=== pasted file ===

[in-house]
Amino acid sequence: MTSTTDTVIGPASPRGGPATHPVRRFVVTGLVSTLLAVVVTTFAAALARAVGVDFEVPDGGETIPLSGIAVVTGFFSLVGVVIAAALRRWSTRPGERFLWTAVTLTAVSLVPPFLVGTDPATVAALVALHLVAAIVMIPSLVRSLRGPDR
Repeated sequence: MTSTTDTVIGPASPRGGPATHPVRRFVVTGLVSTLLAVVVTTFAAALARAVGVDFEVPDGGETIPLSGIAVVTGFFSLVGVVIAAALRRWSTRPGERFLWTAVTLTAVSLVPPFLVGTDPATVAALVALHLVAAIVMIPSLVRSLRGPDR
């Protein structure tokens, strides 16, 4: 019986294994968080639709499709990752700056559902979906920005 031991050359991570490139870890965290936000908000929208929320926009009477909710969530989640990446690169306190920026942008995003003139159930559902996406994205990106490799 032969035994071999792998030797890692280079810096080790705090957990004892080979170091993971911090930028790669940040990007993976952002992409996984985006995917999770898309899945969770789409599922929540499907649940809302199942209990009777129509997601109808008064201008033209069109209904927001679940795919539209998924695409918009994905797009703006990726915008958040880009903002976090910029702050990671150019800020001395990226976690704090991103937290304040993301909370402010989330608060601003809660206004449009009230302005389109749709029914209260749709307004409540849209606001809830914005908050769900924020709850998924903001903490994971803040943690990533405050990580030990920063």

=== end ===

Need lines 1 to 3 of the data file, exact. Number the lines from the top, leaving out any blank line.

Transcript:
[in-house]
Amino acid sequence: MTSTTDTVIGPASPRGGPATHPVRRFVVTGLVSTLLAVVVTTFAAALARAVGVDFEVPDGGETIPLSGIAVVTGFFSLVGVVIAAALRRWSTRPGERFLWTAVTLTAVSLVPPFLVGTDPATVAALVALHLVAAIVMIPSLVRSLRGPDR
Repeated sequence: MTSTTDTVIGPASPRGGPATHPVRRFVVTGLVSTLLAVVVTTFAAALARAVGVDFEVPDGGETIPLSGIAVVTGFFSLVGVVIAAALRRWSTRPGERFLWTAVTLTAVSLVPPFLVGTDPATVAALVALHLVAAIVMIPSLVRSLRGPDR